Implementations of the invention may include one or more of the following. Each of the plurality of compression techniques may store data using an information data structure that specifies information about the data. Each of the plurality of compression techniques may store data using a value data structure that stores the values of the data. Access efficiency may be defined to have four categories. A first category may include the information data structure being accessed directly, and the value data structure being accessed directly. A second category may include the information data structure being accessed directly, and the value data structure being accessed sequentially. A third category may include the information data structure being accessed sequentially, and the value data structure being accessed directly. A fourth category may include the information data structure being accessed sequentially, and the value data structure being accessed sequentially. The first category may be ranked higher than the other categories. the second and third categories may be ranked equally. The fourth category may be ranked lower than the other categories. Ranking the compression techniques by CR and access efficiency may include assigning each of the plurality of compression techniques to one of the access efficiency categories by information data structure access technique and value data structure access technique and ranking the compression techniques within each category by CR. Selecting a compression technique based on the ranking may include selecting the highest-ranked compression technique within each category, ranking the selected compression techniques by category and CR, and selecting the highest-ranked compression technique. Ranking the selected compression techniques by category and CR may include adjusting the CR associated with a first category by a preference amount when comparing it with the CR of a second category. Access efficiency may be defined to have additional categories depending on the data type of the data in the value store and the access technique for the value data store for the compression technique being categorized. Access efficiency may be defined to have categories depending on the data type of the data in the value store and how the compression technique being categorized represents the data of the data type.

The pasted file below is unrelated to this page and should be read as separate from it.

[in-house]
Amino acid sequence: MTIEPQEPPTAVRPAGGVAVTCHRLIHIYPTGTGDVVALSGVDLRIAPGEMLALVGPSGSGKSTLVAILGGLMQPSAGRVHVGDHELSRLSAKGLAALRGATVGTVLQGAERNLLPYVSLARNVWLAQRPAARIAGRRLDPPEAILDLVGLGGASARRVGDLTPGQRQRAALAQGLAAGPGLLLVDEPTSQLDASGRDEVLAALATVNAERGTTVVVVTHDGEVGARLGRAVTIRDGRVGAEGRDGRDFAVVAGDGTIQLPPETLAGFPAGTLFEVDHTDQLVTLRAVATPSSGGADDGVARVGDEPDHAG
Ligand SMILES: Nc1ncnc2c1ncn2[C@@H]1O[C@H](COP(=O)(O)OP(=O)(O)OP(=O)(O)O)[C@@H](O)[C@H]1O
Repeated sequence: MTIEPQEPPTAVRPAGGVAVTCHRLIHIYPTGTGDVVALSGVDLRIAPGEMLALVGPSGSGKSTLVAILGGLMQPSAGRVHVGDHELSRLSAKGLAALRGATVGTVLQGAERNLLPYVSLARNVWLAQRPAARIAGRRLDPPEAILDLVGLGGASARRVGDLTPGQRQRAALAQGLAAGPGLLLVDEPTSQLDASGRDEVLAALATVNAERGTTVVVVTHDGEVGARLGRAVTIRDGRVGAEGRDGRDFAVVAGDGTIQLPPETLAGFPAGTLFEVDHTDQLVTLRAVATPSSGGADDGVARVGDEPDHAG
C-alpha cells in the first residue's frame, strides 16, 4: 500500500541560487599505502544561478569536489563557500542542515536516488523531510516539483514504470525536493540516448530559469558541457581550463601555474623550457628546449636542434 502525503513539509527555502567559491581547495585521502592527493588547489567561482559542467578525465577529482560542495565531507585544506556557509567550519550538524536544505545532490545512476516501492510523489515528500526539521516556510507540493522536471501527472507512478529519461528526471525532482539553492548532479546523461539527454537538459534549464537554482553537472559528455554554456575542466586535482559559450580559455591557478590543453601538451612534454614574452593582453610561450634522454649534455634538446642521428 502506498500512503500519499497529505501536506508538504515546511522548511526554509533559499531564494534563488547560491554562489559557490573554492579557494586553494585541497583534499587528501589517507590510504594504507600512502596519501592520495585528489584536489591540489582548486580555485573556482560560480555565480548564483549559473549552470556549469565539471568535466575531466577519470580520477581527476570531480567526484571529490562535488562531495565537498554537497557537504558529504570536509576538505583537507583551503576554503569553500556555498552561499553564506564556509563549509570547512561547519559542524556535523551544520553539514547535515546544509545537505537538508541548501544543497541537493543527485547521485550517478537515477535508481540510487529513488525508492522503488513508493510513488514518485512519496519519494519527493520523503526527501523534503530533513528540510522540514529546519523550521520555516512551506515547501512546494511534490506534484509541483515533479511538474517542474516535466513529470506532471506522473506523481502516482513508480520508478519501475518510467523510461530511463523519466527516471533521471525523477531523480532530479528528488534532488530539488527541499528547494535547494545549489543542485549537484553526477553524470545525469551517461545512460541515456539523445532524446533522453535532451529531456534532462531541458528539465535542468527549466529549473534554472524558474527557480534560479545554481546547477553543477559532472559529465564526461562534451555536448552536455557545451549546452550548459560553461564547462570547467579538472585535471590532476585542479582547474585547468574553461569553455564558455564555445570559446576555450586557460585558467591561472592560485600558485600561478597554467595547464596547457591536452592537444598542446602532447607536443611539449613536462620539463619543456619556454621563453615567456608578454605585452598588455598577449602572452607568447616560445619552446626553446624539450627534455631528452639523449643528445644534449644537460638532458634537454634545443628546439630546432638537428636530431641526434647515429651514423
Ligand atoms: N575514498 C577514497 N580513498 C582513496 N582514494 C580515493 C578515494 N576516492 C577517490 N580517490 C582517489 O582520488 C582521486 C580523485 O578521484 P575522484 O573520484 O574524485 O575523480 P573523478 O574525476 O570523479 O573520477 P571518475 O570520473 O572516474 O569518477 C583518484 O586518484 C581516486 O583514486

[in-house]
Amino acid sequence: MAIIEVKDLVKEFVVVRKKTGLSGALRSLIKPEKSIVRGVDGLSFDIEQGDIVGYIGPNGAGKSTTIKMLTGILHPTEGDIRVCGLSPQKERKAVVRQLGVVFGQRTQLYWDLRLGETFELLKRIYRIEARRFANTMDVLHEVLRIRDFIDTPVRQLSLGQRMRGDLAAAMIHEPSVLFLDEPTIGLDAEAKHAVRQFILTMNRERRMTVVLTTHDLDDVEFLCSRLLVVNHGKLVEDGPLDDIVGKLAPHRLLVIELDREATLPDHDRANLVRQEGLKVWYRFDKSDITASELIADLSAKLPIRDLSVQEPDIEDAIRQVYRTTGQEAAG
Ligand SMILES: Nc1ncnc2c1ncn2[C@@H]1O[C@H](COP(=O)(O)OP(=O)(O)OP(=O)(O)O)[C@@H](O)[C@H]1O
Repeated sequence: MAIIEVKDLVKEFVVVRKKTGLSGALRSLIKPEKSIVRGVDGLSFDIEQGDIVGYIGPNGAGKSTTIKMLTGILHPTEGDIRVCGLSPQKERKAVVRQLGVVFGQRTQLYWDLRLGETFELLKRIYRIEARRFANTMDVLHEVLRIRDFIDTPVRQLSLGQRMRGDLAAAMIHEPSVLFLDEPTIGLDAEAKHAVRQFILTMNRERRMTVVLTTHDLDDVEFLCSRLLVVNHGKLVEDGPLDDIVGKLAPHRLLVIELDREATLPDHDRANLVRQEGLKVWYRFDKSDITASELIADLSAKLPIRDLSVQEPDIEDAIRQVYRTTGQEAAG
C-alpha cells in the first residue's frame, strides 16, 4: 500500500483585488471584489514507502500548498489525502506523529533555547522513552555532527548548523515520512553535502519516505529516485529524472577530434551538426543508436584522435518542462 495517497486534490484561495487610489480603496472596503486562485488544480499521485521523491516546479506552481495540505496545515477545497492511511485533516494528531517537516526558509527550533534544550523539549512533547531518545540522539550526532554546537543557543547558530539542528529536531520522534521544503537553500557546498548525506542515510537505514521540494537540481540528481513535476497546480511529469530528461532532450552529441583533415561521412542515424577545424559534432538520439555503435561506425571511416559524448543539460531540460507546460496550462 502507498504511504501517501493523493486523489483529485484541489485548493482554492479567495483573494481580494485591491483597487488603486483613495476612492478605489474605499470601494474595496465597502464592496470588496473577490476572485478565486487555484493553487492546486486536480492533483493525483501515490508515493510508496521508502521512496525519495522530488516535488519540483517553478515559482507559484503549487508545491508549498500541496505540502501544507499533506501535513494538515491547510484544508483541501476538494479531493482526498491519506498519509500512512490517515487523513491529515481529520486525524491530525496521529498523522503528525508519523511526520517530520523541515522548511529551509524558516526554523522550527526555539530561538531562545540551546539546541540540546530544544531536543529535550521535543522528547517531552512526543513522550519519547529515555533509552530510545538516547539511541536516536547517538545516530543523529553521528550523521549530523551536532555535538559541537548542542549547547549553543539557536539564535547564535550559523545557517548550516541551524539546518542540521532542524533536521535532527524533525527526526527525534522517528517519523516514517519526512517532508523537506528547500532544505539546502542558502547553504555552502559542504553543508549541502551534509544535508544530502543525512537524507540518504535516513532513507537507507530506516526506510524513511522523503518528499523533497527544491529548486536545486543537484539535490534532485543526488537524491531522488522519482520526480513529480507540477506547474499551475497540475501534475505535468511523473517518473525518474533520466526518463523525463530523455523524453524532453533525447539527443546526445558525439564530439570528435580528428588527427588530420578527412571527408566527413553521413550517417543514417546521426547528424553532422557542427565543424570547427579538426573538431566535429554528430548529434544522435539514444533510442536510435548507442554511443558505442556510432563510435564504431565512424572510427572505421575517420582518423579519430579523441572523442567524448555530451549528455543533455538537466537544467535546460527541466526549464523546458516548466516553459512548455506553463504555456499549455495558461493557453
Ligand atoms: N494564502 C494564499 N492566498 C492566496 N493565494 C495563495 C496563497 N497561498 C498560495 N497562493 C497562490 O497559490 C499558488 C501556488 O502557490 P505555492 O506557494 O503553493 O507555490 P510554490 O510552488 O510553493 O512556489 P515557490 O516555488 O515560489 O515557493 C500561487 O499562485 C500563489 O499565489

In general, in another, the invention features a database system. The database system includes one or more nodes. The database system includes a plurality of CPUs. Each of the one or more nodes provides access to one or more CPUs. The database system includes a plurality of virtual processes. Each of the one or more CPUs provides access to one or more virtual processes. Each virtual process is configured to manage data, including rows from the set of database table rows, stored in one of a plurality of data-storage facilities. The database system includes a process. The process determines demographics for data. The process determines a compression ratio (“CR”) of each of a plurality of compression techniques. CR is a size of the data before compression divided into a predicted size of the data after compression. The predicted size of the data after compression is determined as a function of the determined demographics. The process determines an access efficiency of each of the compression techniques as a function of the determined demographics. The process ranks the compression techniques by CR and access efficiency. The process selects a compression technique based on the ranking. The process compresses the data using the selected compression technique. The process stores the compressed data.